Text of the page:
Alchemist to call MIT home
Alchemist, originally on loan for the duration of MIT’s 150th anniversary celebration, can now call the Institute home. The sculpture, which sits between the Student Center and Massachusetts Avenue, represents a thinking man comprised of numbers and math functions.
We’re number five!
MIT is in a five-way tie for fifth place in U.S. News and World Report’s 2012 national university rankings. The Institute took the No. 5 spot along with Caltech, Stanford, UChicago, and UPenn. Havard and Princeton tied for the No. 1 spot, followed by Yale in third and Columbia in fourth.
173 bids given as recruitment ends
Sorority recruitment wrapped up on Sept. 7 with 173 women receiving bids. Recruitment this year was marked by a higher retention rate — the number of people who stick through formal recruitment — and by more women applying for recruitment sooner.
NASA detects planet dancing with pair of stars
From double sunrise to double sunset the show goes on, always changing.
Castillo death ruled suicide
According to an article published by the Boston Globe on Tuesday, the death of Nicolas E. Del Castillo ’14 has been ruled a suicide by the medical examiner’s office. Castillo’s death certificate, filed on Monday, lists his cause of death as asphyxia. Castillo’s body was found in his room on the 4th floor of East Campus’ West parallel on Sunday, Sept. 4.
Baltimore institute sued for lead dust & kids study
A class-action lawsuit was filed Thursday against a prominent Baltimore medical institute, accusing it of knowingly exposing black children as young as a year old to lead poisoning in the 1990s as part of a study exploring the hazards of lead paint.
Famine hits hard in a world now less likely to intervene
DOLO, Somalia — Is the world about to watch 750,000 Somalis starve to death? U.N. warnings could not be clearer. A drought-induced famine is steadily creeping across Somalia and tens of thousands of people have already died. The Islamist militant group al-Shabab is blocking most aid agencies from accessing the areas it controls, and in the next few months, three-quarters of a million people could run out of food, U.N. officials say.
Questions raised over startup’s integrity
Winning the Grand Prize in MIT’s $200K Clean Energy Prize contest in May was only the beginning of an MIT startup’s success. CoolChip Technologies, which develops cooling systems for electronics, was automatically entered as a finalist in the MIT $100K Business Plan Contest as a result of winning the CEP. CoolChip has also been covered by CNN Money, the Wall Street Journal, the Boston Globe, and Electronic Engineering Times since their CEP win. At the end of August, however, an article in the Chronicle of Higher Education cast a shadow over the success of the young company.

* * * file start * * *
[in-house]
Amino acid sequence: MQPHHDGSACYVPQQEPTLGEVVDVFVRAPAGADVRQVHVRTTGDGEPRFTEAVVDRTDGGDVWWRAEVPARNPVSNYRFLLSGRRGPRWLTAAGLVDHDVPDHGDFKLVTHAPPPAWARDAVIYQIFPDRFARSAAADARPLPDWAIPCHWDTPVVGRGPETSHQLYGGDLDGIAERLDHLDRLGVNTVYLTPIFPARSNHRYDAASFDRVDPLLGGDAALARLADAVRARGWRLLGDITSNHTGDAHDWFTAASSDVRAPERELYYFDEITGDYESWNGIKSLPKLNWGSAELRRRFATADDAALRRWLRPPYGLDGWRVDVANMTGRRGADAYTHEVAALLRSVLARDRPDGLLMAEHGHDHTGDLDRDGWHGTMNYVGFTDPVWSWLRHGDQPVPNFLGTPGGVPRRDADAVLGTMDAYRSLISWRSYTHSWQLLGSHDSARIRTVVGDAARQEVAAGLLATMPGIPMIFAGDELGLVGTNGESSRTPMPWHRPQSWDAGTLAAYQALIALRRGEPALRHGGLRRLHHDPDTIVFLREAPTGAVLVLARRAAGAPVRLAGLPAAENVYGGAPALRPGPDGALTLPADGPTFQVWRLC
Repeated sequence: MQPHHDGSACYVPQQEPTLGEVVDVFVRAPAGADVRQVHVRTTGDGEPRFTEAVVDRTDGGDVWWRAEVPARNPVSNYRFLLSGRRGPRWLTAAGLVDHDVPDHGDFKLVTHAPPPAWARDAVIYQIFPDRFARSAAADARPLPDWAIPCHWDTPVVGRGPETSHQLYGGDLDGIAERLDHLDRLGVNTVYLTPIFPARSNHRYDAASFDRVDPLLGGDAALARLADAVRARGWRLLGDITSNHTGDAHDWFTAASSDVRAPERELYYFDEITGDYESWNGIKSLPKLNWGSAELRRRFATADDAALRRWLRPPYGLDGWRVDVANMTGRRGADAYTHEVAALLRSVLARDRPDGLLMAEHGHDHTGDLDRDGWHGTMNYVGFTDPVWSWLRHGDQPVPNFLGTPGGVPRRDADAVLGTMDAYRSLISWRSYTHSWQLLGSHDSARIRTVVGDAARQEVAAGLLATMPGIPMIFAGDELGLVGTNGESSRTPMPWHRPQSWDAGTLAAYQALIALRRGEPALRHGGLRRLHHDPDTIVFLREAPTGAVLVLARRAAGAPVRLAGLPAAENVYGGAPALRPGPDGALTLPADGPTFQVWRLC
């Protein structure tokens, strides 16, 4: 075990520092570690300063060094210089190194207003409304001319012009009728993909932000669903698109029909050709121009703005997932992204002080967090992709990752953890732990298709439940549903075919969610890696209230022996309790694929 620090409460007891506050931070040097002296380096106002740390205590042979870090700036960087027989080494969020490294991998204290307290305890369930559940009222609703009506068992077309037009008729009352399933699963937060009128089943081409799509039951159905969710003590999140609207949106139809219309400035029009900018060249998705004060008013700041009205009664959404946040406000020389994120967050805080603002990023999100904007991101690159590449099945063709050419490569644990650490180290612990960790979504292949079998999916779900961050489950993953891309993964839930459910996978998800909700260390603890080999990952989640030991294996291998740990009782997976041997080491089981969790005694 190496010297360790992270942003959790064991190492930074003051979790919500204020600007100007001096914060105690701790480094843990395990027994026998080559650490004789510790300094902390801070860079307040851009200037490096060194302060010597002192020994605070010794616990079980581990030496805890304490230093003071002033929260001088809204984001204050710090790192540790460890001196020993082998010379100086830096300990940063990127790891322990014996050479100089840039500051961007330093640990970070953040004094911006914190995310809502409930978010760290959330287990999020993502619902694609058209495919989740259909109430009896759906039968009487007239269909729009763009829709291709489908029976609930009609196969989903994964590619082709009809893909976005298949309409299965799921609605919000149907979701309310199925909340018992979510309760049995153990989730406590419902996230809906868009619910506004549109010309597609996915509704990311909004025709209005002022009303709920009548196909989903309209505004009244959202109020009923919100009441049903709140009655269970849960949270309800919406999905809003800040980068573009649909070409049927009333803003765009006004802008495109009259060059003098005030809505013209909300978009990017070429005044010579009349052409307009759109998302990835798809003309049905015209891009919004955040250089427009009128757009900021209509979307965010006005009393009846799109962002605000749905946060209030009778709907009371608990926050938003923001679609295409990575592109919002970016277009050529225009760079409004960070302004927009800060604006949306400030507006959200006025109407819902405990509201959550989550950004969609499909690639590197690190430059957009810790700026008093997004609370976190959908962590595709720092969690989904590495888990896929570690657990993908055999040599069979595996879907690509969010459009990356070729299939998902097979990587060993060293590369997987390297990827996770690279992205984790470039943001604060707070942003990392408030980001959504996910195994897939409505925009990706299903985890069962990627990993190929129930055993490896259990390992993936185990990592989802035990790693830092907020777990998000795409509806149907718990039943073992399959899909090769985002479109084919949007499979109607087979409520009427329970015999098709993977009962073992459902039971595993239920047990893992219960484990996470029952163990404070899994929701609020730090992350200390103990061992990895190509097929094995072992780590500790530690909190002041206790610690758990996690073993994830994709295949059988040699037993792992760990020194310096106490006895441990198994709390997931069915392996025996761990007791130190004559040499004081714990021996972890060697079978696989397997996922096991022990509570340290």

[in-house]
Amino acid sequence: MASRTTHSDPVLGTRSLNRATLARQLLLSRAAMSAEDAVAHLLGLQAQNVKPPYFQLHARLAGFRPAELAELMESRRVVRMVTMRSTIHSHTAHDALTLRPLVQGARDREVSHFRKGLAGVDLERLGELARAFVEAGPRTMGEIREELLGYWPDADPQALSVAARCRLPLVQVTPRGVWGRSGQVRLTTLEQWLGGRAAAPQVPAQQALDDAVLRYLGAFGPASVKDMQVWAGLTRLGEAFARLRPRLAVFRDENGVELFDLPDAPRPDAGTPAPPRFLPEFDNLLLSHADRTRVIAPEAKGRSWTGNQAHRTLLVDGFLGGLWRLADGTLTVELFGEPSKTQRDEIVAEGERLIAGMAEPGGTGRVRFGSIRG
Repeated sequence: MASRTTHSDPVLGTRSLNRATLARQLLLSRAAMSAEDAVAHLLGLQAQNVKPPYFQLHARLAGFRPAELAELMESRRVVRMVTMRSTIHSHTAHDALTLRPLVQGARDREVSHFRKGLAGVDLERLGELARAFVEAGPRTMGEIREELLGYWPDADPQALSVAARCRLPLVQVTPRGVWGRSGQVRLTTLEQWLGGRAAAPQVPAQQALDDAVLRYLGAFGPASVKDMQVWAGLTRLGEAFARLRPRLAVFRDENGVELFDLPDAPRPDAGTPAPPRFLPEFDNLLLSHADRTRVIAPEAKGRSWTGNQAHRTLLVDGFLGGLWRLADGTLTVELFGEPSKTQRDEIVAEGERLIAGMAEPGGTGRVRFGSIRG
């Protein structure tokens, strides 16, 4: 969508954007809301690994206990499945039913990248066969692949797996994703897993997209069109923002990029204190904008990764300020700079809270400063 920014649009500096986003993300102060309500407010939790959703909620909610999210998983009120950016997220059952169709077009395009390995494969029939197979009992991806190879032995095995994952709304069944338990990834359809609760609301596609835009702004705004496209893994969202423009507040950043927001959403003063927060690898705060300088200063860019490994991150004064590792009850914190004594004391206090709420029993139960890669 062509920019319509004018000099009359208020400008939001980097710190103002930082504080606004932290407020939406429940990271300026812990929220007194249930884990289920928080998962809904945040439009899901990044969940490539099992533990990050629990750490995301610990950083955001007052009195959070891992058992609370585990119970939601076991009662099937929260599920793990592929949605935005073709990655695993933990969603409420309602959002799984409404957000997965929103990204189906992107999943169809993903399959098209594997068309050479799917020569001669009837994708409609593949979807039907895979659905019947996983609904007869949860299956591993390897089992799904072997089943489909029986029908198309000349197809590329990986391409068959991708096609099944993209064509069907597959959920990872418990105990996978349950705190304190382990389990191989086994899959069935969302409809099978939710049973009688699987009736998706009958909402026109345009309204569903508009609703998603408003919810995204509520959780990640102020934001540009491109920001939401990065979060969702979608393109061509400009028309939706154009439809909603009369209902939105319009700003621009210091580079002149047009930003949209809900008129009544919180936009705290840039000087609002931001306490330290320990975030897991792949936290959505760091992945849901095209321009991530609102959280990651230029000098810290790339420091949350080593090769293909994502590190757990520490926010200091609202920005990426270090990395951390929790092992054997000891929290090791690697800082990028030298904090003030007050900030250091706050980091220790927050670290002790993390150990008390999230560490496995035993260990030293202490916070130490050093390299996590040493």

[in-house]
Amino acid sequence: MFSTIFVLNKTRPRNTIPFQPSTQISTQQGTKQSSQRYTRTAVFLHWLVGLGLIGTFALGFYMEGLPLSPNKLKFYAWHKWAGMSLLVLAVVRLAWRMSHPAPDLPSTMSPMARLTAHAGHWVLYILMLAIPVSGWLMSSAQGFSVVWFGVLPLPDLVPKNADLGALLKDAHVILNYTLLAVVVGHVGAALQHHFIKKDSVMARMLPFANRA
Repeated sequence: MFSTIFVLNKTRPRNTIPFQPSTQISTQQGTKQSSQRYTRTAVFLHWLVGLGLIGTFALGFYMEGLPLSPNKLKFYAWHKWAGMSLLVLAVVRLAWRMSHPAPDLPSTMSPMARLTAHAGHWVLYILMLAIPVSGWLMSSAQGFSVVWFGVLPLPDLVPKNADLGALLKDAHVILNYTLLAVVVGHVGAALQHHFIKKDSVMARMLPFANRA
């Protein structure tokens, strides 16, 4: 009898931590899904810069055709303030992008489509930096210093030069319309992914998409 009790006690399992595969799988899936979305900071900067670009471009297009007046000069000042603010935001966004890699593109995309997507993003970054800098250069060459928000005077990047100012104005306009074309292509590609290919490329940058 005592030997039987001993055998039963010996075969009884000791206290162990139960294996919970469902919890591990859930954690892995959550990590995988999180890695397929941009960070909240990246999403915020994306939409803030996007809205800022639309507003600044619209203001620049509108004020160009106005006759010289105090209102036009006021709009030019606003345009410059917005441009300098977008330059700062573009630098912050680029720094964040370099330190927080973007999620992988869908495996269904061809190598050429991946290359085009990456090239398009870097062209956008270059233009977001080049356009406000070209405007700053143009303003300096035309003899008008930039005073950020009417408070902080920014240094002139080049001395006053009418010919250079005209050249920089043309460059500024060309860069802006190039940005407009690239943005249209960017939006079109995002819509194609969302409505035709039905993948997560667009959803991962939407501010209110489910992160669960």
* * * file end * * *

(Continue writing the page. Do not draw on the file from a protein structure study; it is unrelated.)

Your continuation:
Cameron and Sarkozy visit Libya, vow continued NATO effort
TRIPOLI, Libya — The leaders of Britain and France visited Libya on Thursday in a triumphal but heavily guarded tour intended to boost the country’s revolutionary leaders, whose forces were propelled to power with NATO’s help last month by routing Moammar Gadhafi and his military in the most violent conflict of the Arab Spring uprisings.
WASHINGTON — An armed drone operated by the CIA this week killed a top al-Qaida operative responsible for plotting terror attacks inside Pakistan, two U.S. officials said Thursday.
China consolidates grip on rare earths
BEIJING — In the name of fighting pollution, China has sent the price of compact fluorescent light bulbs soaring in the United States.
US to seek fines on oil firms for Gulf spill
WASHINGTON — The federal government will seek to fine BP, Transocean and Halliburton for violations tied to the Deepwater Horizon disaster, the nation’s top offshore drilling regulator said Thursday.
Sunny but cooler weekend ahead
After experiencing warm temperatures most of this week, a cold frontal passage last night ushered in more fall-like weather. A high-pressure system will settle in to the region, bringing with it a much colder and drier air mass. While temperatures Monday through Thursday were 10°F above normal mid-60°Fs, temperatures this weekend could be as much as 10°F below normal. With clear skies and low wind speeds, the conditions tonight will be ideal for radiative cooling, allowing temperatures to drop into the mid 40°Fs.
White House weighs limits of terror fight
WASHINGTON — The Obama administration’s legal team is split over how much latitude the United States has to kill Islamist militants in Yemen and Somalia, a question that could define the limits of the war against al-Qaida and its allies, according to administration and congressional officials.